BWW Review: Prize Catch: NORTH SHORE FISH at Gloucester Stage Company
North Shore Fish
Performances through August 4 at Gloucester Stage Company, 267 East Main Street, Gloucester, MA; Box Office 978-281-4433 or www.gloucesterstage.com
In 1986, Gloucester Stage Company launched its present performance space, in a former Gorton's of Gloucester warehouse, with the world premiere of Founding Artistic Director Israel Horovitz's North Shore Fish. The play ran for six months before moving Off-Broadway where it was nominated for that season's Drama Desk award as Best New American Play, as well as the Pulitzer Prize. Nearly thirty years later, the revival remains relevant with its stark take on the condition of the local fish industry. Director Robert Walsh and the fine ensemble cast of seven women and two men inhabit the working class townies struggling to perpetuate a dying way of life, the only life they've ever known.
Although he is a son of Wakefield, Massachusetts, Horovitz is a champion for the people of Gloucester, telling the stories of his adopted hometown in a number of his plays. His writing establishes a familiar tone and pace which Walsh translates from page to stage, thanks to a group of actors who collectively "get" the local accent and seamlessly adapt to the working conditions required for the production. The playwright's stage directions explicitly call for a functional assembly line and "that all conversation is simultaneous to labor," placing arduous demands on the actors to focus on the constant task of folding and labeling boxes as they play their parts. Their ability to work the line without missing a line adds an immeasurable layer of authenticity to the portrayals, and a couple of the actresses even chew gum at the same time!
North Shore Fish shows the demise of the fishing industry and, by extension, the lives of the working women of Gloucester. The plant is not just a place of employment for them; it is their heritage and a way of life. They represent family to each other, and squabble and jockey for favor like siblings. However, the women are a formidable team and fiercely loyal to each other. As the outlook for their future becomes more ominous, they try to be strong for one another, even as they must each deal with the prospect of reinventing themselves in the face of loss of work. Horovitz focuses on the role of working women, but sensitively mixes humor and pathos to lead us to care about this group of seven and wonder how they will fare when they are no longer needed in their industry.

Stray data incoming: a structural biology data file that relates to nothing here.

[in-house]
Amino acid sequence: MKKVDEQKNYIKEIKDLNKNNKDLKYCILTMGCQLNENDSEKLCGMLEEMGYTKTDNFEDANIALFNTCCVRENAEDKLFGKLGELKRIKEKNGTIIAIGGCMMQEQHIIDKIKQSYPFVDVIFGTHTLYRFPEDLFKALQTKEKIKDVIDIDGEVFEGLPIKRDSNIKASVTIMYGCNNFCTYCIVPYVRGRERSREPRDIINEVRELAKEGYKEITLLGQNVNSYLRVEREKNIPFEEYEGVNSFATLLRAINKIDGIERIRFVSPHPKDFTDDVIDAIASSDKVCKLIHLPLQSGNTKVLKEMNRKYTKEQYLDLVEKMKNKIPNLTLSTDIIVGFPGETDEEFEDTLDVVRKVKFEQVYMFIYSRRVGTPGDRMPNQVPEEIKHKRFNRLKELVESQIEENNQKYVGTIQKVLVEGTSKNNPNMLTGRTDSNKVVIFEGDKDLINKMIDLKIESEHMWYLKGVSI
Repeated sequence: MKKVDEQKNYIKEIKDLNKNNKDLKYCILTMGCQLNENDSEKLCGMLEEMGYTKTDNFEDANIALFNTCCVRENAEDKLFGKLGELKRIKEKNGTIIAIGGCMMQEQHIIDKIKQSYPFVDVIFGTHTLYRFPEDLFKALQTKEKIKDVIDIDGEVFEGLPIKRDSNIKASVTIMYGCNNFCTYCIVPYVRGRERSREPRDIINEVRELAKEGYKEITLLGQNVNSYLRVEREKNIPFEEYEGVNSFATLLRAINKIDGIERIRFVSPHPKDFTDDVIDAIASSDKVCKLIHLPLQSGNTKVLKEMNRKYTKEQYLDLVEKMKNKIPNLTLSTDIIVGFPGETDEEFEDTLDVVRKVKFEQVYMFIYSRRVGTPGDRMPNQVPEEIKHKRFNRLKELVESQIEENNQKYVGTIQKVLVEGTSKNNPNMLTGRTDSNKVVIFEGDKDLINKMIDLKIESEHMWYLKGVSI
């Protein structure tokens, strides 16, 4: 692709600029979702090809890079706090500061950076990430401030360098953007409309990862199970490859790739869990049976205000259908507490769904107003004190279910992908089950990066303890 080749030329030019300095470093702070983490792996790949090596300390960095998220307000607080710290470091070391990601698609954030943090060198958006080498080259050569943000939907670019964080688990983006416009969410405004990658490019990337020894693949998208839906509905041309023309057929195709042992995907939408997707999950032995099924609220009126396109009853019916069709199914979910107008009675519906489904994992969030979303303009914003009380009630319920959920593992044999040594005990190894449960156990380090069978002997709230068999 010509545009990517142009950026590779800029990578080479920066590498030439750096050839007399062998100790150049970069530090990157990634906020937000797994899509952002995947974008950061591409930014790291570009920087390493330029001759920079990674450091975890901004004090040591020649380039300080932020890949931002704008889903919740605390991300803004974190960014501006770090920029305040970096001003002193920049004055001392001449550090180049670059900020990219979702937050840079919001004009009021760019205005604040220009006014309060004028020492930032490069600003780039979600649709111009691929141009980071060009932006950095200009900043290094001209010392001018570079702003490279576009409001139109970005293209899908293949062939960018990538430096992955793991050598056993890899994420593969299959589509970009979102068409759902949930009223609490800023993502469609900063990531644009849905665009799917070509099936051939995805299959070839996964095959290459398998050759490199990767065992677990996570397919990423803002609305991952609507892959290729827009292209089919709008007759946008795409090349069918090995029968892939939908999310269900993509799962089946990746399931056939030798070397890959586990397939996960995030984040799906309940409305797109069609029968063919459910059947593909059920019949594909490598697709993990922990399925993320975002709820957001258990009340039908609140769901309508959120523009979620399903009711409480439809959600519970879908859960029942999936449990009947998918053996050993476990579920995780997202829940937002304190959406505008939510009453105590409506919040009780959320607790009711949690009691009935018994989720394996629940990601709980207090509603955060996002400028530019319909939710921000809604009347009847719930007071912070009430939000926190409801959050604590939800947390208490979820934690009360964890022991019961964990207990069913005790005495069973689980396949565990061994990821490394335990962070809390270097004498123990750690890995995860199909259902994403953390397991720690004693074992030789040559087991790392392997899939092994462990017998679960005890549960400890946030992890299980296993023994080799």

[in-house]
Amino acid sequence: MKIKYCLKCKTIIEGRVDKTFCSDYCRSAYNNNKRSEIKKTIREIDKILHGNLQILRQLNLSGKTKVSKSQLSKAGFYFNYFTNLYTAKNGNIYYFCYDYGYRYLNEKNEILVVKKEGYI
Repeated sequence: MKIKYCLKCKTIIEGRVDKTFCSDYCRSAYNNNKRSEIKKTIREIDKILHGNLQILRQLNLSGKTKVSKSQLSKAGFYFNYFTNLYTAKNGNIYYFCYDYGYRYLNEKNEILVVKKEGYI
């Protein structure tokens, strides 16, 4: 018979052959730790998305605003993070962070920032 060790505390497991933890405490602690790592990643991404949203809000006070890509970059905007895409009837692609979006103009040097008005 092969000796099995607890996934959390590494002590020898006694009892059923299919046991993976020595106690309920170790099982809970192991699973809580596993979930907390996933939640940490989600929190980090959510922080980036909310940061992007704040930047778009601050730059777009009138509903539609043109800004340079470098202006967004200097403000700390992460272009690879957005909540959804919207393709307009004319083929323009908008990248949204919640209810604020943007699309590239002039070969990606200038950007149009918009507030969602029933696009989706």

Aimee Doherty and Lowell Byers lead a stellar cast, most of whom are making their GSC debuts (with the exception of Nancy E. Carroll and Therese Plaehn). Doherty is the tough-talking, thick skinned, 30-something Florence Rizzo, daughter of a laid-off packer who sees the same dead end future for herself. The single mother of two children, Flo gets some kicks and minimal affection playing around with Salvatore "Sally" Morella (Byers), the good-looking plant foreman with a wife, three kids, and a serial wandering eye. Long recognized as a musical theater talent on Boston stages (most recently in the Lyric Stage Company's On the Town), Doherty impresses in this comedy-drama playing the sardonic, working class girl who turns on a dime from sex kitten to saber-toothed tiger when she sees the writing on the wall that threatens her way of life. She quietly carries the show, making her presence felt whether or not she has dialogue, yet relinquishing the spotlight when the scene is not about her character.